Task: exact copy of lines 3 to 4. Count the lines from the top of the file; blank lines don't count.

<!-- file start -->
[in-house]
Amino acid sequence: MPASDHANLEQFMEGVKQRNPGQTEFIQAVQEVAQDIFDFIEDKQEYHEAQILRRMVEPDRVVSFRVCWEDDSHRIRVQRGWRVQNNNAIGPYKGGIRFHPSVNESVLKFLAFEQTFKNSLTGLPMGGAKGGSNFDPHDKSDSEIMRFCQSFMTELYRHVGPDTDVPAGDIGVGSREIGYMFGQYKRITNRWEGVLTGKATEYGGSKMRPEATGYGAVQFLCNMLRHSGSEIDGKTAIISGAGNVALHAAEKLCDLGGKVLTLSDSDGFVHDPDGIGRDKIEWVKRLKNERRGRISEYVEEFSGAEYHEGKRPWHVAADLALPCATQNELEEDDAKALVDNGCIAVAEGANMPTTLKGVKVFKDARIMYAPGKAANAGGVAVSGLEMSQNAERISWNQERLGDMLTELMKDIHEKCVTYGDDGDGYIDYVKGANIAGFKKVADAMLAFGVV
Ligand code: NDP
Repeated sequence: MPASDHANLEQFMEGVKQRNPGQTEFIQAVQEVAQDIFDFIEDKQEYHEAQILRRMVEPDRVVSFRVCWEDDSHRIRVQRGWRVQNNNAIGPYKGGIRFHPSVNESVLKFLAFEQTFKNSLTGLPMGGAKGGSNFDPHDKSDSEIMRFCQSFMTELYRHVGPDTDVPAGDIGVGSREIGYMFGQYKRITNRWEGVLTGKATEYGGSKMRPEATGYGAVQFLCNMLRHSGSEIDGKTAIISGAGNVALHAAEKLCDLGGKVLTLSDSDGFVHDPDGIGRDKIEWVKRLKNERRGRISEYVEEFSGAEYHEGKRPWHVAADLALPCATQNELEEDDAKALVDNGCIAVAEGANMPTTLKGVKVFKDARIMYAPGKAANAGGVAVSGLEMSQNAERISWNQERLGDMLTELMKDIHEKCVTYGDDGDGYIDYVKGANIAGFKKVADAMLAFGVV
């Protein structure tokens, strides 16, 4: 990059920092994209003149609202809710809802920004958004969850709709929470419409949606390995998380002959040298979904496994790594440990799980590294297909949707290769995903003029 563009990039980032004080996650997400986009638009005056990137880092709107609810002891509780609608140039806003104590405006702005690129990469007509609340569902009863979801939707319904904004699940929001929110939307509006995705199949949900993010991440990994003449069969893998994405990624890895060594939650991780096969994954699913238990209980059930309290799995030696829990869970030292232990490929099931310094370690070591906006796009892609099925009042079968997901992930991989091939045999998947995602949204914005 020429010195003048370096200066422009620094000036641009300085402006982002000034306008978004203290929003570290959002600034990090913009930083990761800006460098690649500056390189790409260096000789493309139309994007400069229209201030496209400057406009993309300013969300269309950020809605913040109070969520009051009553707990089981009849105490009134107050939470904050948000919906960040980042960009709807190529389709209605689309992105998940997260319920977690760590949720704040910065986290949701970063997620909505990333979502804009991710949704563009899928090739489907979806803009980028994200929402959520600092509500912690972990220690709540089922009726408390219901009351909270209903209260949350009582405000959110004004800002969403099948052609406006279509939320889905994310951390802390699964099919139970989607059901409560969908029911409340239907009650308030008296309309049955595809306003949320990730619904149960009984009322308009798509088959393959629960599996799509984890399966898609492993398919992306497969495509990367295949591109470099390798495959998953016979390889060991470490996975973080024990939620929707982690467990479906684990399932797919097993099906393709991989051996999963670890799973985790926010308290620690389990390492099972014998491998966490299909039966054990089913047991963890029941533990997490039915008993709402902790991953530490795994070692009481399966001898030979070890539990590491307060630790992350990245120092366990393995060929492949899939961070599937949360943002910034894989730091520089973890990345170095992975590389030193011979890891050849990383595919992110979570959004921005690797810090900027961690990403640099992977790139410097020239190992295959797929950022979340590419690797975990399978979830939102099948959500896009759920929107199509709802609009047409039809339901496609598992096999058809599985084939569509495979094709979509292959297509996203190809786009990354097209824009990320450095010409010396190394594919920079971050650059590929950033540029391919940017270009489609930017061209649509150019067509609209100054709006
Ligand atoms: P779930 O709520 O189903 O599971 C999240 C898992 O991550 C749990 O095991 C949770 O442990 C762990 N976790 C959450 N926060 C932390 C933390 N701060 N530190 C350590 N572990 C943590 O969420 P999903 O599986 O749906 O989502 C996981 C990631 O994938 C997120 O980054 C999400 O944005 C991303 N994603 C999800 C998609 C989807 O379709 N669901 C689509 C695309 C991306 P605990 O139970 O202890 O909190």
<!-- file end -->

Ligand code: NDP
Repeated sequence: MPASDHANLEQFMEGVKQRNPGQTEFIQAVQEVAQDIFDFIEDKQEYHEAQILRRMVEPDRVVSFRVCWEDDSHRIRVQRGWRVQNNNAIGPYKGGIRFHPSVNESVLKFLAFEQTFKNSLTGLPMGGAKGGSNFDPHDKSDSEIMRFCQSFMTELYRHVGPDTDVPAGDIGVGSREIGYMFGQYKRITNRWEGVLTGKATEYGGSKMRPEATGYGAVQFLCNMLRHSGSEIDGKTAIISGAGNVALHAAEKLCDLGGKVLTLSDSDGFVHDPDGIGRDKIEWVKRLKNERRGRISEYVEEFSGAEYHEGKRPWHVAADLALPCATQNELEEDDAKALVDNGCIAVAEGANMPTTLKGVKVFKDARIMYAPGKAANAGGVAVSGLEMSQNAERISWNQERLGDMLTELMKDIHEKCVTYGDDGDGYIDYVKGANIAGFKKVADAMLAFGVV